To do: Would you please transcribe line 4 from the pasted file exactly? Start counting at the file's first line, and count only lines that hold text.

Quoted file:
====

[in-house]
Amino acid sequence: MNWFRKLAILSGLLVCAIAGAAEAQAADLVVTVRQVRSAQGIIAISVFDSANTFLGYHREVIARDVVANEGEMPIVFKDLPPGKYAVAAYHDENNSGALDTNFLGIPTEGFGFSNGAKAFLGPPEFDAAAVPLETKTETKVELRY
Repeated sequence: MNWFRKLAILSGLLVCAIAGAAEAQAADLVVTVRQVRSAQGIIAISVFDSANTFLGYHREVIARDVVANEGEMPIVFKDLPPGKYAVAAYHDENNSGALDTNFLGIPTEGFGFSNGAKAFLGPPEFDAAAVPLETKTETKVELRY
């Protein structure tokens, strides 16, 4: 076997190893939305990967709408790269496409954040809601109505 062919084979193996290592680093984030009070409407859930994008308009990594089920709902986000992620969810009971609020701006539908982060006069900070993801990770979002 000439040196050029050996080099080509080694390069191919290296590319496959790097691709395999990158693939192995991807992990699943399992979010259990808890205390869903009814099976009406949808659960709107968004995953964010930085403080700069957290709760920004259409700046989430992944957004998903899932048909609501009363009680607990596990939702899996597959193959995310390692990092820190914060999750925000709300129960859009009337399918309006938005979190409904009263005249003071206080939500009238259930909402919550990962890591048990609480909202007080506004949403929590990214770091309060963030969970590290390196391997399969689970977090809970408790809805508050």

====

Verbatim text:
């Protein structure tokens, strides 16, 4: 076997190893939305990967709408790269496409954040809601109505 062919084979193996290592680093984030009070409407859930994008308009990594089920709902986000992620969810009971609020701006539908982060006069900070993801990770979002 000439040196050029050996080099080509080694390069191919290296590319496959790097691709395999990158693939192995991807992990699943399992979010259990808890205390869903009814099976009406949808659960709107968004995953964010930085403080700069957290709760920004259409700046989430992944957004998903899932048909609501009363009680607990596990939702899996597959193959995310390692990092820190914060999750925000709300129960859009009337399918309006938005979190409904009263005249003071206080939500009238259930909402919550990962890591048990609480909202007080506004949403929590990214770091309060963030969970590290390196391997399969689970977090809970408790809805508050």